Mental Trauma After a Car Accident
After a car accident, most people tend to focus on their physical recovery. This is understandable, as the physical injuries that car accident victims sustain are often severe, painful, and impossible to ignore. It’s important to remember, however, that serious vehicle crashes can take a mental toll as well. It’s important to be aware of your mental state after a car crash and to seek treatment when it’s appropriate.
Concussions and Head Trauma Can Have Long-Lasting Implications
As noted by NHTSA, the National Highway and Traffic Safety Administration, head injuries ranging from severe to fatal head injuries occur in an alarming number of motor vehicle accidents in the United States. While many implications are purely physical from a severe head injury, there are also mental implications that may result. A significant injury to your head can lead to long-term emotional and mental effects that may require compensation.
Often, concussions accompany head trauma, and concussions have been receiving increasing attention in the media in recent years, mostly concerning professional sports. Whether you experienced a head injury in the context of a football game or a car accident, a concussion is more than simply a bruise to your brain that heals and disappears.
Concussions can lead to difficulty concentrating, changes in personality, and shifts in behavior. Such changes to an individual can upset personal relationships, mental health, and general well-being, as well as impact earnings potential and work-life. All of these effects can be devastating and can result in mental trauma.
Mental Changes Can Affect Your Financial Well-Being and Earning Potential
The repercussions of an accident can have far-reaching effects that go beyond the accident itself and related costs for immediate repairs and medical bills. In concert with the physical injuries of concussions, mental trauma following a car accident can lead to a significant change in your mental functioning and proficiency. Personality and mental health are closely interrelated to your ability to be productive and work, and mental injuries and trauma can be just as costly as physical injuries.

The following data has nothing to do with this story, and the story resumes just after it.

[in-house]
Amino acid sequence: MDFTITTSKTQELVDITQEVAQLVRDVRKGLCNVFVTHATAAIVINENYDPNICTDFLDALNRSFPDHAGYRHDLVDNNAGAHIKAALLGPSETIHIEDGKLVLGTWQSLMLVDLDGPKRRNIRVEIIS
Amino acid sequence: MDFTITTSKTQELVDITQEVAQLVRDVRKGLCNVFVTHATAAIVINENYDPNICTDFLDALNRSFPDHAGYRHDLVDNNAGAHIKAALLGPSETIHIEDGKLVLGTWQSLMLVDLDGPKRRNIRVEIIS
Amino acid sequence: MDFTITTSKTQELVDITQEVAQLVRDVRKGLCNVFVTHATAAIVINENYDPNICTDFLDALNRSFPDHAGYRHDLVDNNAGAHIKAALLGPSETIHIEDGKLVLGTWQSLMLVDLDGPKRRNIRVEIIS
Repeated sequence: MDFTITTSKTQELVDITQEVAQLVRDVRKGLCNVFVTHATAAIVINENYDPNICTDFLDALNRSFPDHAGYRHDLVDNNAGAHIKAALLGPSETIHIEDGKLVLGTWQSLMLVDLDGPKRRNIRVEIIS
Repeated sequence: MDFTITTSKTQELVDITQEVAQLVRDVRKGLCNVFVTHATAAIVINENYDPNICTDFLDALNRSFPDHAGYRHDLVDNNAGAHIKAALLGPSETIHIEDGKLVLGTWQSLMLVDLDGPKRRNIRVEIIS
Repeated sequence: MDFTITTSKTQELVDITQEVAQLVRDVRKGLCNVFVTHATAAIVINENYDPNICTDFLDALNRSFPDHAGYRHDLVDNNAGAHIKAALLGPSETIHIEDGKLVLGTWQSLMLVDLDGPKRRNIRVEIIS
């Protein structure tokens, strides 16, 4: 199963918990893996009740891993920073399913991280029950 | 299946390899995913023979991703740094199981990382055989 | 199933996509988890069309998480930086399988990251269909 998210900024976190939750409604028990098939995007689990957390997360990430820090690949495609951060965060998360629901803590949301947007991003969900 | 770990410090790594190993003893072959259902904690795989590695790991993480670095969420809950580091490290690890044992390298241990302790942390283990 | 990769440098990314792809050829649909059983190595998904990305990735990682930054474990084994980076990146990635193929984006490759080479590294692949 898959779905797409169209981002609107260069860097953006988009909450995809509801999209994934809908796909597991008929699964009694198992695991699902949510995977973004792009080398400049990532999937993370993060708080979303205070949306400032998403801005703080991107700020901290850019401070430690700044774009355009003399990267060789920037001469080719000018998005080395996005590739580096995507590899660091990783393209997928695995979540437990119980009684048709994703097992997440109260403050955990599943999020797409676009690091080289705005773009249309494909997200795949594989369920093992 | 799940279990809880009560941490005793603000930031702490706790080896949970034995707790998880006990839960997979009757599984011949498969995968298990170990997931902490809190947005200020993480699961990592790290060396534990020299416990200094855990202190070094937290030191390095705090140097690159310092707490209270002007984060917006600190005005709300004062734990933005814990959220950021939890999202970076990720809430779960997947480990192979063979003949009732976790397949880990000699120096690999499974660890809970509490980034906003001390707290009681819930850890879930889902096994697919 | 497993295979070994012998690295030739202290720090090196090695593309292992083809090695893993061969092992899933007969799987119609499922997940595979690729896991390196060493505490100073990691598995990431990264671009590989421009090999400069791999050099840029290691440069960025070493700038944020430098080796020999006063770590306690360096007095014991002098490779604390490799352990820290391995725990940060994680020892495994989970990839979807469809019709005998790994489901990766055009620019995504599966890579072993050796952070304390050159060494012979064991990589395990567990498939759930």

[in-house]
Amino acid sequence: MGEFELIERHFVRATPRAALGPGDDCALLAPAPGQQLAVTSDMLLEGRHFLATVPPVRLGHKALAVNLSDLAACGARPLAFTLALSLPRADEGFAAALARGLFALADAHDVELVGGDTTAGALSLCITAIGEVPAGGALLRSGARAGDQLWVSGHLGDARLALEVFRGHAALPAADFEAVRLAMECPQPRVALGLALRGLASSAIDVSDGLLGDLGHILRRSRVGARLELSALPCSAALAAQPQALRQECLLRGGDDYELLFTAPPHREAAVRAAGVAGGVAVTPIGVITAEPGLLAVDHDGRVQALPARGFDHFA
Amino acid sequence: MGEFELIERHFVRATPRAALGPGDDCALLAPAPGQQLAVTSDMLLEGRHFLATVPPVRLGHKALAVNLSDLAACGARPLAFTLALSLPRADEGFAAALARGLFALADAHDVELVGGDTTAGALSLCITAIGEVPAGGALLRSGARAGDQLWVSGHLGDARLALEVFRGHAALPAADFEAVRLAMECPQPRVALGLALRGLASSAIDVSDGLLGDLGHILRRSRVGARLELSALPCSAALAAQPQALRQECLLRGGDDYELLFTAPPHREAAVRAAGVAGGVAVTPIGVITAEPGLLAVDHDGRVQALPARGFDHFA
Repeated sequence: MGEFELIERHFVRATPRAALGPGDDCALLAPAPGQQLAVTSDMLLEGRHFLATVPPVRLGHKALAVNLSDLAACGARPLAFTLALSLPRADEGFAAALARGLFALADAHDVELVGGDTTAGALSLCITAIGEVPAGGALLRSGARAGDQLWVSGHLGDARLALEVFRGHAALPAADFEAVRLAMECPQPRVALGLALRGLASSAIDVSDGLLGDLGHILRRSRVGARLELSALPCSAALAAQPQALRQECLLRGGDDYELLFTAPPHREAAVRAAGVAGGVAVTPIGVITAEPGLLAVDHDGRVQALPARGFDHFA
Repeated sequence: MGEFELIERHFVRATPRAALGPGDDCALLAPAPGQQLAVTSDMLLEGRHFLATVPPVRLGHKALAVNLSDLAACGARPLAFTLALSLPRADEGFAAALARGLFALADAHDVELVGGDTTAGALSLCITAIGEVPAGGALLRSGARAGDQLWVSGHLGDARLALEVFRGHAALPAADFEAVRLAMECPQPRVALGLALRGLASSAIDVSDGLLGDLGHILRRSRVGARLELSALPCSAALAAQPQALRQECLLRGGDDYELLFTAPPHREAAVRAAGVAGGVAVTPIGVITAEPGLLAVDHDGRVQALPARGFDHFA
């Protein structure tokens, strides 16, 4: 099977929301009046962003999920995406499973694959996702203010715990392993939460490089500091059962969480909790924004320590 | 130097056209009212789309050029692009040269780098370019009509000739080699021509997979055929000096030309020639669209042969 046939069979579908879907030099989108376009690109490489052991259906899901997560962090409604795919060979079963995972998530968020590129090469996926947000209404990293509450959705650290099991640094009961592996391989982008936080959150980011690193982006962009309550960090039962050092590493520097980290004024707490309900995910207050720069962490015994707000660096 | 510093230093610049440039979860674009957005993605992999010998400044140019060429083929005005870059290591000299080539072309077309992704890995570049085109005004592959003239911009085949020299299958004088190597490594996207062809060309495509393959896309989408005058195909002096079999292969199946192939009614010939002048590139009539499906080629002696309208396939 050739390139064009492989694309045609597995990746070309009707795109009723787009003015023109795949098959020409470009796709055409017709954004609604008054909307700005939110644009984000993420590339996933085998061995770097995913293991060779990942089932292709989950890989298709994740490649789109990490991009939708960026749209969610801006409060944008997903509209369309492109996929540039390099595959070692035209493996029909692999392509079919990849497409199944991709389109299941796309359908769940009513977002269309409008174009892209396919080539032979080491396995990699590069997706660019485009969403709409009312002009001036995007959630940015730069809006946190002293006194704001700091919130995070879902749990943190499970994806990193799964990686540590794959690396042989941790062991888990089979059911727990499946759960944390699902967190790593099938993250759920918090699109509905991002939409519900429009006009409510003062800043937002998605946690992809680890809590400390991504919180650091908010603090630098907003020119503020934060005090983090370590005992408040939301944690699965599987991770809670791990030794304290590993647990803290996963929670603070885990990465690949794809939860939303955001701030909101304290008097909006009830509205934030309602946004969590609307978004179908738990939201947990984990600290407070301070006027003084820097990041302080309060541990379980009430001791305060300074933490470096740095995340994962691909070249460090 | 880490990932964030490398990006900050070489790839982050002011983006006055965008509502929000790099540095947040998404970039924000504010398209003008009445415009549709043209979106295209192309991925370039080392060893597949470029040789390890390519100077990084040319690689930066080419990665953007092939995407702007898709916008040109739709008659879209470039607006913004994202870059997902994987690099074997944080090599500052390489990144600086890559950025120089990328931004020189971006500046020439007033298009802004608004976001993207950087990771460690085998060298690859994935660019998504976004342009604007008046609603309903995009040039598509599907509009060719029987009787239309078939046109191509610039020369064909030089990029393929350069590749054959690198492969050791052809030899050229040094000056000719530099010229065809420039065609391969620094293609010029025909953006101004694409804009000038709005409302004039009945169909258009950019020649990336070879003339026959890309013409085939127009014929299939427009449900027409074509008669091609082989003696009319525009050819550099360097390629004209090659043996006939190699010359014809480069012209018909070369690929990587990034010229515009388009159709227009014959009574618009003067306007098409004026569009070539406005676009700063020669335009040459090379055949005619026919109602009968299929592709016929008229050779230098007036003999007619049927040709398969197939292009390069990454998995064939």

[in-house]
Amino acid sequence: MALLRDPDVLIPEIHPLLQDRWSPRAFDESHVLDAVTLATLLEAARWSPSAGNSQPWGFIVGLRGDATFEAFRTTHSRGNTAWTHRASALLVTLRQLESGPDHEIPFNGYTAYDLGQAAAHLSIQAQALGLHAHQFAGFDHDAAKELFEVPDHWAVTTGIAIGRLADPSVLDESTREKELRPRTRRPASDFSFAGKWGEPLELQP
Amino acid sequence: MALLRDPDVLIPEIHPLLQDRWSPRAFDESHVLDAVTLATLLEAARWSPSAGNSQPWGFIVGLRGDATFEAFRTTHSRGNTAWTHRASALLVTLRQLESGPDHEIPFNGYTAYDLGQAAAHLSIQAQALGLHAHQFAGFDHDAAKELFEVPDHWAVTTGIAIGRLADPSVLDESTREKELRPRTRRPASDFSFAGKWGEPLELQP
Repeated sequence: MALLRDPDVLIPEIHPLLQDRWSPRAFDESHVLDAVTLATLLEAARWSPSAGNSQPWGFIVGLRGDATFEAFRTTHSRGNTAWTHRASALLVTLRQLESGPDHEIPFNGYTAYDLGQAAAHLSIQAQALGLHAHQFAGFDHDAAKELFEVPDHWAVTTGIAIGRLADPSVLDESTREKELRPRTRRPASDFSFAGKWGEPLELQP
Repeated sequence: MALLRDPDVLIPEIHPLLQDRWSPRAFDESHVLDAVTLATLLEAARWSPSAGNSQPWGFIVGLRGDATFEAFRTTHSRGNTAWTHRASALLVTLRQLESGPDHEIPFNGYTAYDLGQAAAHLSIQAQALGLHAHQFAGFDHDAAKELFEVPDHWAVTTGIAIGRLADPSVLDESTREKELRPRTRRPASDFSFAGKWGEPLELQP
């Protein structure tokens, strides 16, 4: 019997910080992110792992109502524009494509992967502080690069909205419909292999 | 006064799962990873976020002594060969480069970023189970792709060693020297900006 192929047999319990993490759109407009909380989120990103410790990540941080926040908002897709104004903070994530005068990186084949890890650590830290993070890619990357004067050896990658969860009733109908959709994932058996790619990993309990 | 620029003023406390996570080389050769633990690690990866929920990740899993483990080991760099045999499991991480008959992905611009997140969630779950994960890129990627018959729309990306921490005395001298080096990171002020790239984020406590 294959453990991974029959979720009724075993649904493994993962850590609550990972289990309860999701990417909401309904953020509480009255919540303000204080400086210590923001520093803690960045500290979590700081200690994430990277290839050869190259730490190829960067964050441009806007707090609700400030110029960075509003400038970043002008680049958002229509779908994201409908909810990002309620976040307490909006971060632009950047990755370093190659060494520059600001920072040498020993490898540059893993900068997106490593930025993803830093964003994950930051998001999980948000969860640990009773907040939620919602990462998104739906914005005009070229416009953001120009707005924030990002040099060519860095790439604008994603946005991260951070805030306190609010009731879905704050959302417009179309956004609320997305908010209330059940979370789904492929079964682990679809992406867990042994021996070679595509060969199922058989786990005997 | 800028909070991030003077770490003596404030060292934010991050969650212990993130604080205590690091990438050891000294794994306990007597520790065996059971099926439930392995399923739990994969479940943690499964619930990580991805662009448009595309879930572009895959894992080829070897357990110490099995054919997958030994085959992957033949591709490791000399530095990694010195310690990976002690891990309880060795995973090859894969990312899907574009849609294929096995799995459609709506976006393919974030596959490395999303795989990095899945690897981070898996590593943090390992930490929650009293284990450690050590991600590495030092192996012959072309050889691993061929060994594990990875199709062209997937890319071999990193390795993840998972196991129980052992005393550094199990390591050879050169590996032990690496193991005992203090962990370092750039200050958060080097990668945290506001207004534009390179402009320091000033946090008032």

If you are experiencing difficulty concentrating, a shift in your impulsive behavior, or any changes in how you react to common events like stress, the accident may have impacted your mental functioning. Pursuing the assistance, and opinion, of medical and mental health professionals following your car accident, is an important step immediately following your accident. Establishing a baseline of where you are in the days following the accident provides a benchmark through which to explore any changes that might happen in the future. An experienced car accident attorney can help explain the process and steps to take to improve your case outcome.
Anxiety and Depression Often Follow the Car Accident Experience
The Anxiety & Depression Association of America (ADAA) notes that within the nearly 7.3 million traffic accidents that happened in 2016 alone, the primary concern at the site of the accident is with the physical injuries of those present. This approach may result in after-effects of the accident, such as mental health implications, to be less recognized. As noted by the ADAA, the trauma that victims experience following a car accident is often discounted by those experiencing it due to common misconceptions about trauma. Such as that it only results from events like the death of loved ones.
To understand the mental trauma-related damage that you might have experienced, the ADAA encourages you to understand that trauma is anything that is “deeply distressing or disturbing.” You need not witness a natural disaster or death of a loved one to have experienced trauma, and the experience of a car accident can result in significant trauma. Common symptoms of trauma include PTSD, anxiety, anguish, fearfulness, trouble sleeping, recurring nightmares of the crash, and more. Avoidance-based behavior may develop where your comfort driving to work and important events may decrease.